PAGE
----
Supercapacitors can charge and discharge much more efficiently than a battery. So although they hold less energy per unit volume, they can do a much better job of actually supplying power and recharging. If we can actually produce them from graphene, then we’ll get the energy density back through weight saving and improved packaging.

Graphene holds the key to a massive quantum leap forward for mankind. Once we can make it then it will change the world of material science, wearable tech and much more. So it’s coming, but we’ve been trying to isolate this compound for more than a decade and some of the world’s brightest minds have come up short so far.

They’ll get there, we’re sure of that, but we don’t know when we’ll have commercially available graphene sheets.

4. Redox flow batteries

This battery is the future, according to the Department of Energy’s Pacific Northwest National Laboratory, and it’s hard to argue against this new dual liquid battery’s potential. But this is an arms race and literally anything can happen.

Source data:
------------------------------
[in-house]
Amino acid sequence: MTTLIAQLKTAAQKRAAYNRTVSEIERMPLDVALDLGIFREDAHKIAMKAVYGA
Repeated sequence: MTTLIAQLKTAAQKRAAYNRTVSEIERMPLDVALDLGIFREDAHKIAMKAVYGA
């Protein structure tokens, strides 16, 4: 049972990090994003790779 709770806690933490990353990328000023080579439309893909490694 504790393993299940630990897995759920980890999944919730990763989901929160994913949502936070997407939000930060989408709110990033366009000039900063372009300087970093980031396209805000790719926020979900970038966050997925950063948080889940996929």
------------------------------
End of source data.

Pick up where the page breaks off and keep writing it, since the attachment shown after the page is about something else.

By adding hydrochloric and sulfuric acid to the mix, researchers have produced prototype batteries with 70% more energy density than a lithium-ion battery of similar proportions.

They are squarely aimed at the Powerpack market and could store energy from wind and solar farms. If they can offer up to four times the lifespan and much greater storage, then renewable energy sources should be able to provide remote communities with constant power and replace electrical sub stations.

They will also propel a car up to 1000 miles on a single charge and make them much faster, although we’re starting to hit the limits of real world performance in any case. So redox flow batteries could, instead, offer the chance to strip weight from the electric cars of tomorrow and offer similar levels of performance and a much larger range.

Don’t expect to see them anytime soon, but they’re coming.

5. Aluminum-graphite batteries

Stanford University has created an aluminum battery that could slash charging times. A smartphone could take a full charge in just 60 seconds and a car could charge in minutes.

Right now the output of 1.5v  just isn’t enough for a car, decent phone or more or less anything else, but the researchers are working on it. With an aluminum negatively charged cathode and a graphite anode, it’s safe, lightweight and it does have the potential for improved energy density.

We’re not even close to a perfect, commercially viable aluminum-graphite battery. But it could be one to watch in the future.

6. Bioelectrochemical batteries